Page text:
The movie ‘The English Patient’ has long been one of my favourites. It has one scene relating the story of Candaules and Gyges.
The Ring of Gyges features in Plato’s Republic as does his famous allegory of the Cave. It was not until I had seen the film ‘The English Patient’ quite a few times that the Cave scene at the end drew me to consider the connection.
What struck me was the fact that the English Patient movie (and book, I presume) was making a textual link as the movie is based around the cave theme. I had never considered the link in the movie between the Herodotus account of Gyges and the cave connected to ‘Plato’s cave’. I’ve looked online and the book plays around with lots of intertextuality so it seems likely to me that the author, Michael Oondjate, was aware of it.
The soundtrack of the movie is magnificent…I stumbled across it once as someone had left it behind. I never found out who bought the CD but it has been a rich blessing for me. Quite beautiful.
I suppose that a quote from David’s Psalm 142 when he was in the cave would be appropriate, but I have chosen a verse from the ‘Revival Psalm’ 85.
“Steadfast love and faithfulness meet; righteousness and peace kiss each other.” (Psalm 85:10).
Ray Ortlund Jnr has a wonderful chapter on Psalm 85 entitled ‘God reinvigorates us’ in his book ‘Revival sent from God’. Ray writes:
“Is it not striking how these great principles are portrayed as if they were living beings? We see his love and faithfulness. They come together. They engage in glad recognition. His righteousness and peace also appear. They greet with a kiss. They touch in tender affection. Our season of discipline is over. The truths of the gospel now unite in meaningful and endearing reality. We experience God’s unfailing love and salvation (vv 7 and 9), his peace (v 8) and glory (v 9).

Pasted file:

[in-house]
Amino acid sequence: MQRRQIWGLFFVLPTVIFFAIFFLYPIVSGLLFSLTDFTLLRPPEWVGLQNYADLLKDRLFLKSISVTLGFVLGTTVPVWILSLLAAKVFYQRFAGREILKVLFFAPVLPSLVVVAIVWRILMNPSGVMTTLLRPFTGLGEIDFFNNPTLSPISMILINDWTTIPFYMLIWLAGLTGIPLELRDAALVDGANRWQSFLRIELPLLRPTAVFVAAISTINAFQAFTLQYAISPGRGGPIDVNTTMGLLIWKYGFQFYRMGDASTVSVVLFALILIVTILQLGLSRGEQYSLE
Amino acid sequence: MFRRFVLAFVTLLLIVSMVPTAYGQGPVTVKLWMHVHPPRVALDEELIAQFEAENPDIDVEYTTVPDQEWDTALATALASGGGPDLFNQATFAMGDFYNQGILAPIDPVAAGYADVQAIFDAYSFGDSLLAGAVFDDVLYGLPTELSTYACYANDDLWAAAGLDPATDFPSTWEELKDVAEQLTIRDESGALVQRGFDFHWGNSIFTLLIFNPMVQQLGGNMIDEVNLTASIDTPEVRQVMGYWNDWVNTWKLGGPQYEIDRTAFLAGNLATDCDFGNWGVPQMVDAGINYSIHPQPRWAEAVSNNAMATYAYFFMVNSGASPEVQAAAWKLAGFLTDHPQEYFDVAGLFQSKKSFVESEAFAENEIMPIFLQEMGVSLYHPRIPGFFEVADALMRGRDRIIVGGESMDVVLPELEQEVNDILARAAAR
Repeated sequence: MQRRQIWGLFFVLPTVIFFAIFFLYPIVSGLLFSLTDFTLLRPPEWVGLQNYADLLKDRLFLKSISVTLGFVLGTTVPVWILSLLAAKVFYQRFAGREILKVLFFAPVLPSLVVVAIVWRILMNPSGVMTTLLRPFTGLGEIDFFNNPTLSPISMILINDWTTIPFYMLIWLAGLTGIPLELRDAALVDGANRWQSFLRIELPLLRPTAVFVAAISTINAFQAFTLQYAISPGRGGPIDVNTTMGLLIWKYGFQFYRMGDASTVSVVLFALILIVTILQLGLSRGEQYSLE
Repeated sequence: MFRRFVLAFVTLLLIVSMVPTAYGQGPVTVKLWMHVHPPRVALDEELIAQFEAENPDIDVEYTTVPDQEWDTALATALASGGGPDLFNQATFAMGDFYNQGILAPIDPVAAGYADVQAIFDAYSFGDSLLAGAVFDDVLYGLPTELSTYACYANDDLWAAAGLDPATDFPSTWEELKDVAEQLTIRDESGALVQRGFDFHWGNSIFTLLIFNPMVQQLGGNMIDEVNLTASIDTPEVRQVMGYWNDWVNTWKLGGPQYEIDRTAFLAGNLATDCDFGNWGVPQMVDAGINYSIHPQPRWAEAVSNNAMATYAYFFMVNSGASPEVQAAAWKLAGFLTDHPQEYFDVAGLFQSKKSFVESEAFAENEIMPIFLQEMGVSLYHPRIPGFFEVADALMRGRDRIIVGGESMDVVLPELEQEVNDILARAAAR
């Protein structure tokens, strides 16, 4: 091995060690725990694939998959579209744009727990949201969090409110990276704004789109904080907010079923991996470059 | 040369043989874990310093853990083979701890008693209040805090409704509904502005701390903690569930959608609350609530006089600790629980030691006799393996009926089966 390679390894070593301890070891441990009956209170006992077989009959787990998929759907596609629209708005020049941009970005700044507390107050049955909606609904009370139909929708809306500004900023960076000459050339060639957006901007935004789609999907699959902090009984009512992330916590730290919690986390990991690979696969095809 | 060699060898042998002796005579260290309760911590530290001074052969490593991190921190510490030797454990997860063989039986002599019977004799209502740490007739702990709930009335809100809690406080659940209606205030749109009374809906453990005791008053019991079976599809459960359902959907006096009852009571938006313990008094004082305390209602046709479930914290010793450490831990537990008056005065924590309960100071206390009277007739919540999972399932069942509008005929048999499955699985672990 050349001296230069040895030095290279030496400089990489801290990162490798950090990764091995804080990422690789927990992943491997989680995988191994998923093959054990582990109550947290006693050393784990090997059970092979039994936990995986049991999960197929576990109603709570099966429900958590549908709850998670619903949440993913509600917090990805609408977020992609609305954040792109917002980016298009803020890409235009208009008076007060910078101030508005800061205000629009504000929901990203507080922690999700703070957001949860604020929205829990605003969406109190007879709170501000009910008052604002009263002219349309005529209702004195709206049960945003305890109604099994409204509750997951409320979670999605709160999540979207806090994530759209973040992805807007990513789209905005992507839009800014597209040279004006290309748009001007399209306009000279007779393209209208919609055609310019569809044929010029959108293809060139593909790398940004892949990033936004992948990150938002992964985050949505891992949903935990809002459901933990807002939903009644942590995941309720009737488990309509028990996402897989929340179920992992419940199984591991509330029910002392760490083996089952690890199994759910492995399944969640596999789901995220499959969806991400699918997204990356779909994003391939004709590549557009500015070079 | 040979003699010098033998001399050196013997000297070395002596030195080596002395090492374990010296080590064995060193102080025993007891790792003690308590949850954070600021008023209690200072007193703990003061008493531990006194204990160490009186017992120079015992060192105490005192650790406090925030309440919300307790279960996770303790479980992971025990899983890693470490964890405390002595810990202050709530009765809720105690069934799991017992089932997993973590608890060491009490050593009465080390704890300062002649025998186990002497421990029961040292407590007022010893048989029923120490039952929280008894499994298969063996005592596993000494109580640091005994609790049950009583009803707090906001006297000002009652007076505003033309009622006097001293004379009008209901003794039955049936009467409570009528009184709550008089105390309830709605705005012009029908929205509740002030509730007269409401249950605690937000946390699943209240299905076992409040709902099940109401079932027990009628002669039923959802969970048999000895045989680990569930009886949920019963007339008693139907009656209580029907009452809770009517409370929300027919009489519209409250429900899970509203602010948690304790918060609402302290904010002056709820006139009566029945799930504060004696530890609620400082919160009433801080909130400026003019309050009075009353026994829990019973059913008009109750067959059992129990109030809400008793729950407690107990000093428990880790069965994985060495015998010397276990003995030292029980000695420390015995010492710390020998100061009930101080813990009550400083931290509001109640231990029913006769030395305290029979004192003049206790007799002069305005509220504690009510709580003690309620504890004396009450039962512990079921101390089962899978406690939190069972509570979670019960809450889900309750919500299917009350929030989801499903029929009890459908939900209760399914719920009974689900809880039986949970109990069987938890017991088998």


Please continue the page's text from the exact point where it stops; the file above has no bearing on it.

‘Faithfulness springs forth from the earth, and righteousness looks down from heaven.’ (v 11).
Revival purifies the church, but not by sterilising the church. Revival purifies us by making us fruitful in the Spirit. Luxuriant faithfulness to God ‘springs forth’ among us where before sin had grown rank. The infestations of sin naturally choke out a proper response to God. But he is able to draw up out of his people a new harvest, a new quality, a new ethos, favouring all that pleases him.” (Ortlund, p 55).
As I reflect on Ray’s words, it seems to me that the church today might identify with being abandoned and left in a cave. Especially in our season of discipline. But our hope remains ever sure…for our Saviour is Risen. He has not forgotten his bride…he is able to bring ‘a new harvest’. Praise be to God.